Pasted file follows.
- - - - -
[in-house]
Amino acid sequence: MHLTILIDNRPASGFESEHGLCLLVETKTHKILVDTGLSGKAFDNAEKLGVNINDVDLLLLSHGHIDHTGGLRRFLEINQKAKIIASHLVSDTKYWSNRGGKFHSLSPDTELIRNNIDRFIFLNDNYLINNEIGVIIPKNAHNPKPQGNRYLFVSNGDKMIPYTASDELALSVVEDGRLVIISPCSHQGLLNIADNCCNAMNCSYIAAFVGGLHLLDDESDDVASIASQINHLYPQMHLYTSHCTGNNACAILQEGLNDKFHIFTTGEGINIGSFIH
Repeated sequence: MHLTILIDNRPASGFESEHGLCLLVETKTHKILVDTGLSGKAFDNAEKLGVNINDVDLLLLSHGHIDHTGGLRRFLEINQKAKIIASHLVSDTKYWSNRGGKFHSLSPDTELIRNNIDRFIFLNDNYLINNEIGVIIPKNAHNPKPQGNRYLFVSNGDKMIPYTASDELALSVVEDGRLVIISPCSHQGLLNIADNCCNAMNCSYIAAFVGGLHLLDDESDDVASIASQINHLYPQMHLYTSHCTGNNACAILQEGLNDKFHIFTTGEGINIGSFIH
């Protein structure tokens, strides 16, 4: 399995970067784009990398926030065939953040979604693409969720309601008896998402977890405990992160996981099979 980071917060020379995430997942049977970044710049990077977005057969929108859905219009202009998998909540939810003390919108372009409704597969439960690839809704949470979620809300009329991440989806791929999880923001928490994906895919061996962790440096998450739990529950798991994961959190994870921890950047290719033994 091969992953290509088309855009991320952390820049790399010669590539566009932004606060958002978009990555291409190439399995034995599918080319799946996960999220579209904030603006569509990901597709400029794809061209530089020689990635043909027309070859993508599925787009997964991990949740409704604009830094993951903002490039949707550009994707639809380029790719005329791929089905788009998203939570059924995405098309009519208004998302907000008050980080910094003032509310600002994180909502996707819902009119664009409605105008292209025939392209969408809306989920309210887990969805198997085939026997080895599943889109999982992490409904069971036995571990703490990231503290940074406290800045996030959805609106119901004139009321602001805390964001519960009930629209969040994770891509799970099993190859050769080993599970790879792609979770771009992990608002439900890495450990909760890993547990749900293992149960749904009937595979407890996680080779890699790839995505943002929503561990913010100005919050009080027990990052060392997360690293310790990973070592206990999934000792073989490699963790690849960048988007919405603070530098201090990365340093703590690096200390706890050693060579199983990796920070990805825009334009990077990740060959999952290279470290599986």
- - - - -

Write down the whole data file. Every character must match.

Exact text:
[in-house]
Amino acid sequence: MHLTILIDNRPASGFESEHGLCLLVETKTHKILVDTGLSGKAFDNAEKLGVNINDVDLLLLSHGHIDHTGGLRRFLEINQKAKIIASHLVSDTKYWSNRGGKFHSLSPDTELIRNNIDRFIFLNDNYLINNEIGVIIPKNAHNPKPQGNRYLFVSNGDKMIPYTASDELALSVVEDGRLVIISPCSHQGLLNIADNCCNAMNCSYIAAFVGGLHLLDDESDDVASIASQINHLYPQMHLYTSHCTGNNACAILQEGLNDKFHIFTTGEGINIGSFIH
Repeated sequence: MHLTILIDNRPASGFESEHGLCLLVETKTHKILVDTGLSGKAFDNAEKLGVNINDVDLLLLSHGHIDHTGGLRRFLEINQKAKIIASHLVSDTKYWSNRGGKFHSLSPDTELIRNNIDRFIFLNDNYLINNEIGVIIPKNAHNPKPQGNRYLFVSNGDKMIPYTASDELALSVVEDGRLVIISPCSHQGLLNIADNCCNAMNCSYIAAFVGGLHLLDDESDDVASIASQINHLYPQMHLYTSHCTGNNACAILQEGLNDKFHIFTTGEGINIGSFIH
């Protein structure tokens, strides 16, 4: 399995970067784009990398926030065939953040979604693409969720309601008896998402977890405990992160996981099979 980071917060020379995430997942049977970044710049990077977005057969929108859905219009202009998998909540939810003390919108372009409704597969439960690839809704949470979620809300009329991440989806791929999880923001928490994906895919061996962790440096998450739990529950798991994961959190994870921890950047290719033994 091969992953290509088309855009991320952390820049790399010669590539566009932004606060958002978009990555291409190439399995034995599918080319799946996960999220579209904030603006569509990901597709400029794809061209530089020689990635043909027309070859993508599925787009997964991990949740409704604009830094993951903002490039949707550009994707639809380029790719005329791929089905788009998203939570059924995405098309009519208004998302907000008050980080910094003032509310600002994180909502996707819902009119664009409605105008292209025939392209969408809306989920309210887990969805198997085939026997080895599943889109999982992490409904069971036995571990703490990231503290940074406290800045996030959805609106119901004139009321602001805390964001519960009930629209969040994770891509799970099993190859050769080993599970790879792609979770771009992990608002439900890495450990909760890993547990749900293992149960749904009937595979407890996680080779890699790839995505943002929503561990913010100005919050009080027990990052060392997360690293310790990973070592206990999934000792073989490699963790690849960048988007919405603070530098201090990365340093703590690096200390706890050693060579199983990796920070990805825009334009990077990740060959999952290279470290599986």